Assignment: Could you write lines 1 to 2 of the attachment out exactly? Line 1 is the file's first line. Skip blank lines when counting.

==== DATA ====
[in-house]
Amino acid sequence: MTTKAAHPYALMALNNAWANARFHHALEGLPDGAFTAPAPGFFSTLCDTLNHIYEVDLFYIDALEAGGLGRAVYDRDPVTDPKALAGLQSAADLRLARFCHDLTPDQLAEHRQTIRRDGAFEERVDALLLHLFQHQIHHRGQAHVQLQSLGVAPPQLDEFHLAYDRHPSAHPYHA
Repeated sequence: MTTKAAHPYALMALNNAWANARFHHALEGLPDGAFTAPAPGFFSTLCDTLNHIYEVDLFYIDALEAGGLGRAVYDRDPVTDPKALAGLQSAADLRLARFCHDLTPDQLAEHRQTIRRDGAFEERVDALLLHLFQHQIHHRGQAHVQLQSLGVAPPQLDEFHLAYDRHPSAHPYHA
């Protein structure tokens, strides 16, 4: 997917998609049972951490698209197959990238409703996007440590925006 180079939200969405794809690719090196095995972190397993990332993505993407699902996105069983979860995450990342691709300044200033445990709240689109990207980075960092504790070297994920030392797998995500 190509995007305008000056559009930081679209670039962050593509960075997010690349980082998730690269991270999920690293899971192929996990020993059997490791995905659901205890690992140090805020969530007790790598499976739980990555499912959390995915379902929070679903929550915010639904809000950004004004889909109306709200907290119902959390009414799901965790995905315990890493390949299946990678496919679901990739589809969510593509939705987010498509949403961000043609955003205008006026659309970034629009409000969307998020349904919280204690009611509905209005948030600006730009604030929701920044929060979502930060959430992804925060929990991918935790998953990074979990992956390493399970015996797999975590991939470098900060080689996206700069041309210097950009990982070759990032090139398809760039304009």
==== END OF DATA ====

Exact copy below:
[in-house]
Amino acid sequence: MTTKAAHPYALMALNNAWANARFHHALEGLPDGAFTAPAPGFFSTLCDTLNHIYEVDLFYIDALEAGGLGRAVYDRDPVTDPKALAGLQSAADLRLARFCHDLTPDQLAEHRQTIRRDGAFEERVDALLLHLFQHQIHHRGQAHVQLQSLGVAPPQLDEFHLAYDRHPSAHPYHA